Computer-style voting machines make a lot of people nervous, since we know how easy it is to hack into computers. If this was done, votes could be changed and the next Presidential election could be rigged in an undetectable way.
Will Knight writes in New Scientist that a U.S. manufacturer of electronic voting machines is trying to calm these fears by making its proprietary computer code public.VoteHere has put the software used to control its e-voting machines on its website for free downloading. A "voting machine simulation" is also included that lets programmers see how the code works. Company founder Jim Adler says, "You can actually program it to cheat, and you can watch where the protocol detects where your ballot was changed." VoteHere is trying to reassure us that votes cannot be tampered with on their machines without leaving an electronic trail.
But some researchers say the only way to catch voting machine fraud is to have a paper print-out of each vote that can be checked by the voter and later used for a recount, if necessary. Voting expert Dan Wallach says, "The paper trail is the only way we know to work around the risk of someone tampering with the code itself." Wallach, along with other scientists, has detected serious flaws in the computer code used to operate the most popular Diebold voting machines.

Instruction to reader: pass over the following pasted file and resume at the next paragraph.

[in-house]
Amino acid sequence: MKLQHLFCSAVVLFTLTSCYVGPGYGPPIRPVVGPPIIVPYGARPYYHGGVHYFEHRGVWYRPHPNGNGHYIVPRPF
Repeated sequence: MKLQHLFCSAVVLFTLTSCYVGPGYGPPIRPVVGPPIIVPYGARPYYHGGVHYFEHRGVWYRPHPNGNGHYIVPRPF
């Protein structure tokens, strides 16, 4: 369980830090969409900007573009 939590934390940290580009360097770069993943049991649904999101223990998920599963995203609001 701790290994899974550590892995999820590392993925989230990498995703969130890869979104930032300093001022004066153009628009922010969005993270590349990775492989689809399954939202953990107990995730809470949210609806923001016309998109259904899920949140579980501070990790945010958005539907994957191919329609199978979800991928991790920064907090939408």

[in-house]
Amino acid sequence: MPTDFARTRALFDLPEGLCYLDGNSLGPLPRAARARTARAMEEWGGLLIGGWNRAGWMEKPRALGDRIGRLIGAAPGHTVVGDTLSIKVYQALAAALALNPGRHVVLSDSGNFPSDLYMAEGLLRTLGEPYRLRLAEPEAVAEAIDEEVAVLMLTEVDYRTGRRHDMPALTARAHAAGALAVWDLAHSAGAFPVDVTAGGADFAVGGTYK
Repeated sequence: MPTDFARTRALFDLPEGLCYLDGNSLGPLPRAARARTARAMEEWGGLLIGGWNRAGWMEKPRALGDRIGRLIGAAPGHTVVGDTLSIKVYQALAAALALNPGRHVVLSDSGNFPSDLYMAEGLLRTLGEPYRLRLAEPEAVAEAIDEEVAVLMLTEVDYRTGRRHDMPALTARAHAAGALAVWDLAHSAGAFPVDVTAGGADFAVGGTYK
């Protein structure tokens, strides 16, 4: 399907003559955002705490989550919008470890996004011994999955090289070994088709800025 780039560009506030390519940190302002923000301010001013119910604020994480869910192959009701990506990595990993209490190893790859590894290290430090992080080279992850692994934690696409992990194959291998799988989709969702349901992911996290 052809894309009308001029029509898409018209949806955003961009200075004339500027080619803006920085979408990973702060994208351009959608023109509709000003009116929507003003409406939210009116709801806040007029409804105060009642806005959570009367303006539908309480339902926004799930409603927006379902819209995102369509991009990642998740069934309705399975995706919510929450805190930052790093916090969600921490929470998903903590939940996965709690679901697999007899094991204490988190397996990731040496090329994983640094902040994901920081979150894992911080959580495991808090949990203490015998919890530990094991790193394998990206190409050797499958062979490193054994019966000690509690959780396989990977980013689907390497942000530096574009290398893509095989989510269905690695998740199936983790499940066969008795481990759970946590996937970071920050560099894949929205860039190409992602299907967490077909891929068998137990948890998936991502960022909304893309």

VoteHere was inspired to post its code voluntarily after Diebold's code was taken from the company's website and posted online without permission. The Pentagon recently cancelled an online voting research project after researchers concluded that no internet-based voting system could ever be completely secure.
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